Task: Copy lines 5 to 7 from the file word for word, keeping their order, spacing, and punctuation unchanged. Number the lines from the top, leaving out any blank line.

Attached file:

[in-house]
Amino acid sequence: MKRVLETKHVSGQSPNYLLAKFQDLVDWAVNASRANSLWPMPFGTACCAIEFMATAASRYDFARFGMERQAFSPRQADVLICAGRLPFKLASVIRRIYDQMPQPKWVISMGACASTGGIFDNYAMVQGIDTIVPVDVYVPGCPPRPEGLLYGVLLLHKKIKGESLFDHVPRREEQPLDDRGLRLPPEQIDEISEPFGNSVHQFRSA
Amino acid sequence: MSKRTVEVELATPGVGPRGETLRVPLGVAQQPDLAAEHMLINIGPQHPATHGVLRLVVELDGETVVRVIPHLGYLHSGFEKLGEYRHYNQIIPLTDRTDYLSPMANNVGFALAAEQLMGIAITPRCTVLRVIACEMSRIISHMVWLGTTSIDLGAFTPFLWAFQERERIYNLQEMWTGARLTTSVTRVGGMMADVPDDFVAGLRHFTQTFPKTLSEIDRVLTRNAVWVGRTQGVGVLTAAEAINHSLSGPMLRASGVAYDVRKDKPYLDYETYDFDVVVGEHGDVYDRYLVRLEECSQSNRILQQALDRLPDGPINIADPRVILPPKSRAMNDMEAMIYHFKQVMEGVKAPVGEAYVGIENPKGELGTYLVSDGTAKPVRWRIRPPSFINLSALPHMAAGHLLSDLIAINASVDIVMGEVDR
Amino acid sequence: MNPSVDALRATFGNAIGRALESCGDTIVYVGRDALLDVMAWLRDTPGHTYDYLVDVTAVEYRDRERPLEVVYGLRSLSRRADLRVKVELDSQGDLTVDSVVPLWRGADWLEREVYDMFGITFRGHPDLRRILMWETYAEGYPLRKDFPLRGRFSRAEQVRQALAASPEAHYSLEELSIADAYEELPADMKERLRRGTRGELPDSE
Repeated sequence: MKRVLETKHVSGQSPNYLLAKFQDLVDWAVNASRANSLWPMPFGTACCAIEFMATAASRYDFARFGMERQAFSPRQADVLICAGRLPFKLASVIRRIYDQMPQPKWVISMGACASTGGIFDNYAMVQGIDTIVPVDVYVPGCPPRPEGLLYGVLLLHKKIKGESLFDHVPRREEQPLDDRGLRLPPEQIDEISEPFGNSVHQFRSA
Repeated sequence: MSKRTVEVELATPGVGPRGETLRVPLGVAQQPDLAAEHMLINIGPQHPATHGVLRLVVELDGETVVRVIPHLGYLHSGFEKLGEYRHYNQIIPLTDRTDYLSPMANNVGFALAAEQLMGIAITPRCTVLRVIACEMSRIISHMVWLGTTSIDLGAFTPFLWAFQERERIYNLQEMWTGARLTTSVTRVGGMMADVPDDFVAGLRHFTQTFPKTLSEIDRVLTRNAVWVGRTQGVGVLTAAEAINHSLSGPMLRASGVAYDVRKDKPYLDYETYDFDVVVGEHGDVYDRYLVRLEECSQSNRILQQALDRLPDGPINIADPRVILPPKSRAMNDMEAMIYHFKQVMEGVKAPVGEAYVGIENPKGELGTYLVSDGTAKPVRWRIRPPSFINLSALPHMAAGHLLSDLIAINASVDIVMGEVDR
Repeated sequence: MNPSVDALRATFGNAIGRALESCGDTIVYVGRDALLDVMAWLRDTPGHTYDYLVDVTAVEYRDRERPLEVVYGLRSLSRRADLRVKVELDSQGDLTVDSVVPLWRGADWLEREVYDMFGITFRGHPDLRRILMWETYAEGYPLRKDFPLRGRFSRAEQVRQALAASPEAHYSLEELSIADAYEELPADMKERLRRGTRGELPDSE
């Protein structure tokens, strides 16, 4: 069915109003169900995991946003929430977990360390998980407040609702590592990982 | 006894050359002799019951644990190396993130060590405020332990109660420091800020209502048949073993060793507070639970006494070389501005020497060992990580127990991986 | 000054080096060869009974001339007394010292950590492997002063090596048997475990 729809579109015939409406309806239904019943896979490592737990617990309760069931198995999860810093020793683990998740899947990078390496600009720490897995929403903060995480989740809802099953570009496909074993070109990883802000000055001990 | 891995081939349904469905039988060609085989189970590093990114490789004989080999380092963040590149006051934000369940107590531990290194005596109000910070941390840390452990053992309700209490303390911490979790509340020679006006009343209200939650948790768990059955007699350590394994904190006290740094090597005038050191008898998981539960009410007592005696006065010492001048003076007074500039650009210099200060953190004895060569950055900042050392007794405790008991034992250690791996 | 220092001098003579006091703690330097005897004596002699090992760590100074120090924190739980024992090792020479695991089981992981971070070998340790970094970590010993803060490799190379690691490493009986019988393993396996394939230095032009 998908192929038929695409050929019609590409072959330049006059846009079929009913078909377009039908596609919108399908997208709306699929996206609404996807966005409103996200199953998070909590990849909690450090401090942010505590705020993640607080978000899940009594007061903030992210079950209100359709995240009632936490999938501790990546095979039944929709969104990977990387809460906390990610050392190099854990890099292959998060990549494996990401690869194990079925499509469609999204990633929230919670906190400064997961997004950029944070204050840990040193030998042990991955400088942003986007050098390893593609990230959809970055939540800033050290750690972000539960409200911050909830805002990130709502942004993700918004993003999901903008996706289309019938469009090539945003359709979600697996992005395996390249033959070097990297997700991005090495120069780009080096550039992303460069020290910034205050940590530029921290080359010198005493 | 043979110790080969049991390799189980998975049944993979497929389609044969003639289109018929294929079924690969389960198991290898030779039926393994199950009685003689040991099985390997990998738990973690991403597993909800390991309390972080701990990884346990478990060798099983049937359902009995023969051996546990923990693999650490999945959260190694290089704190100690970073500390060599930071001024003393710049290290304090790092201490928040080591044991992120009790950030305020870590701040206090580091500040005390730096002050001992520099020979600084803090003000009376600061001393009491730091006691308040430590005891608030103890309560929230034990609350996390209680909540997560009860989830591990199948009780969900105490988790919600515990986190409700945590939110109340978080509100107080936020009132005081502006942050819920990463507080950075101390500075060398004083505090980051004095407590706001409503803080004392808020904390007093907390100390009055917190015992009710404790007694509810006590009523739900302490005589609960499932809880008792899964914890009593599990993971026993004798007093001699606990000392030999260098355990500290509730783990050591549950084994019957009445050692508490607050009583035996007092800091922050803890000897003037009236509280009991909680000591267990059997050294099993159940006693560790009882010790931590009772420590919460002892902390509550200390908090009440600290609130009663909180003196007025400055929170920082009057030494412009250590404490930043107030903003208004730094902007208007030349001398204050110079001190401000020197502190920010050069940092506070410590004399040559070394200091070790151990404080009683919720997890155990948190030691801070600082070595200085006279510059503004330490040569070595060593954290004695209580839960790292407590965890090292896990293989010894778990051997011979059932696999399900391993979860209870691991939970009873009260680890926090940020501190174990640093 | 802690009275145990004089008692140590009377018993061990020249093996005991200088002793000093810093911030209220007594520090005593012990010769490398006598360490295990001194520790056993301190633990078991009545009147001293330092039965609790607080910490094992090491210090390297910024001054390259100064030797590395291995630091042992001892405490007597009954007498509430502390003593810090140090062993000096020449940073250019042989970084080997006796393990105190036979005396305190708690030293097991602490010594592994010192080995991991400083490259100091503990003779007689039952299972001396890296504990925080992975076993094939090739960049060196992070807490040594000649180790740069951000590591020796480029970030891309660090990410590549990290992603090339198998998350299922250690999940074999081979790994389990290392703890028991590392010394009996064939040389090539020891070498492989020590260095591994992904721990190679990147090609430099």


Repeated sequence: MKRVLETKHVSGQSPNYLLAKFQDLVDWAVNASRANSLWPMPFGTACCAIEFMATAASRYDFARFGMERQAFSPRQADVLICAGRLPFKLASVIRRIYDQMPQPKWVISMGACASTGGIFDNYAMVQGIDTIVPVDVYVPGCPPRPEGLLYGVLLLHKKIKGESLFDHVPRREEQPLDDRGLRLPPEQIDEISEPFGNSVHQFRSA
Repeated sequence: MSKRTVEVELATPGVGPRGETLRVPLGVAQQPDLAAEHMLINIGPQHPATHGVLRLVVELDGETVVRVIPHLGYLHSGFEKLGEYRHYNQIIPLTDRTDYLSPMANNVGFALAAEQLMGIAITPRCTVLRVIACEMSRIISHMVWLGTTSIDLGAFTPFLWAFQERERIYNLQEMWTGARLTTSVTRVGGMMADVPDDFVAGLRHFTQTFPKTLSEIDRVLTRNAVWVGRTQGVGVLTAAEAINHSLSGPMLRASGVAYDVRKDKPYLDYETYDFDVVVGEHGDVYDRYLVRLEECSQSNRILQQALDRLPDGPINIADPRVILPPKSRAMNDMEAMIYHFKQVMEGVKAPVGEAYVGIENPKGELGTYLVSDGTAKPVRWRIRPPSFINLSALPHMAAGHLLSDLIAINASVDIVMGEVDR
Repeated sequence: MNPSVDALRATFGNAIGRALESCGDTIVYVGRDALLDVMAWLRDTPGHTYDYLVDVTAVEYRDRERPLEVVYGLRSLSRRADLRVKVELDSQGDLTVDSVVPLWRGADWLEREVYDMFGITFRGHPDLRRILMWETYAEGYPLRKDFPLRGRFSRAEQVRQALAASPEAHYSLEELSIADAYEELPADMKERLRRGTRGELPDSE